I very rarely make predictions on this blog, but having thought about this subject so much recently I'm going to stick my neck out and make two tentative forecasts for next May : 1) the two radical left parties will between them take either zero seats or one seat, and 2) if they take one seat, it will be Solidarity that pulls it off, not RISE. If RISE are going to make even the most modest of breakthroughs, they've got less than six months to go from virtually zero support to at least 5% in one of the eight electoral regions. That's not going to happen without a bandwagon effect, and you can't generate one of those out of thin air. When the SSP managed it in 1999 and 2003, it was largely founded upon Tommy Sheridan's fame and charisma. Colin Fox is not a Sheridan, and neither is anybody else in RISE. They're probably quite glad about that in some ways, but it does mean there is a limit upon their realistic electoral ambitions.
Solidarity are more fortunate, because they do have a Sheridan, and his name is Tommy Sheridan. It's interesting looking back to the last time that he stood in Glasgow in 2007 - the fading of his magic was such a landmark moment that we tend to overlook the fact that he didn't miss out on holding his seat by all that much. Solidarity got 4.1% of the vote, which meant they were just 1.1% away from denying Patrick Harvie of the Greens the final seat (and how that might have changed history if they had done). And do you want to guess what percentage of the vote the SSP got in Glasgow that year? That's right - 1.2%. It's all very well for the small parties to complain about being branded as "vote-splitters", but in reality it's themselves that are the biggest victims of that problem. The true threat to a radical left party claiming a seat next year may well be RISE itself.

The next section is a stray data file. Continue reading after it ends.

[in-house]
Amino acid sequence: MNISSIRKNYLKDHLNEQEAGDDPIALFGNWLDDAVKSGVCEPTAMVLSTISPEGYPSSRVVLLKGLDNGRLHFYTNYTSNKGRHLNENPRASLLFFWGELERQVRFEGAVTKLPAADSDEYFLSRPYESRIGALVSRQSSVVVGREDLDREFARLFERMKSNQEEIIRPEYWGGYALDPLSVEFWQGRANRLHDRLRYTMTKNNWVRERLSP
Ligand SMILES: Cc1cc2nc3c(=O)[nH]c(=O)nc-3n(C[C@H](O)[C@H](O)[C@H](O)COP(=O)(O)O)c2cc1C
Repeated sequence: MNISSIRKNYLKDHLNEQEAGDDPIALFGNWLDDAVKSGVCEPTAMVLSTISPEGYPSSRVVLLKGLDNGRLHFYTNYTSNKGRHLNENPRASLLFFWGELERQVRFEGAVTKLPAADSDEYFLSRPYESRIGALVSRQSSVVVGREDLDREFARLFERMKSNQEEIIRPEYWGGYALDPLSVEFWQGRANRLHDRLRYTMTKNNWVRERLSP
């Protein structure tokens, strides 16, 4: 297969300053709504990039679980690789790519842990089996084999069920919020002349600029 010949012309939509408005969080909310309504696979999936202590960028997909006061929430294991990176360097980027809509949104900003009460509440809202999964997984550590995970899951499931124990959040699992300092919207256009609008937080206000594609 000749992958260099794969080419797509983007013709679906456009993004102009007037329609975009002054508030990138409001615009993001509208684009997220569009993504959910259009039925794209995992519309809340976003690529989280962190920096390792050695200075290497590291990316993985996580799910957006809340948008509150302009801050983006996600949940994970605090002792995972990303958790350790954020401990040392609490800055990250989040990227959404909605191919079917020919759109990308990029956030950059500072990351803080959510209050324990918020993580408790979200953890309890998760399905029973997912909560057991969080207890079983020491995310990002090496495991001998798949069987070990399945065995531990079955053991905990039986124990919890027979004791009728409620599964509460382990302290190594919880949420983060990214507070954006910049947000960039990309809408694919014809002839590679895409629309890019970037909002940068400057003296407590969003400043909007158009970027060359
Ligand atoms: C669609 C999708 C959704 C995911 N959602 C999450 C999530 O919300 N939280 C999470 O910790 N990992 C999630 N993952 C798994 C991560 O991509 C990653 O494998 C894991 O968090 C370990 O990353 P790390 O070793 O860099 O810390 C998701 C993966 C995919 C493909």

Sheridan was in prison by 2011, so he temporarily vacated the field in favour of his old friend George Galloway and Respect - a bizarre decision, given Galloway's hostility to the cause that has defined Sheridan's career ever since that election. But it's plausible to suppose that Respect basically inherited the Solidarity vote in Glasgow, and there wasn't all that much further slippage - they got 3.3%, while the SSP only slipped to 0.7%. So there clearly is a lingering radical left vote in the city, and it might be just about sufficient to sneak one seat once Sheridan's stardust is reintroduced into the equation (especially now that he's been redeemed in some people's eyes by his passionate campaigning during and after the referendum). But even if that's the case, everything will hinge on whether Solidarity can keep RISE down to a derisory vote. I think the odds are against them, but on past form it's certainly possible.
It wouldn't surprise me if RISE outpoll Solidarity in the other seven regions (albeit without coming close to winning a seat), but it seems almost inconceivable that Sheridan will be eclipsed by his former colleagues on his own home patch.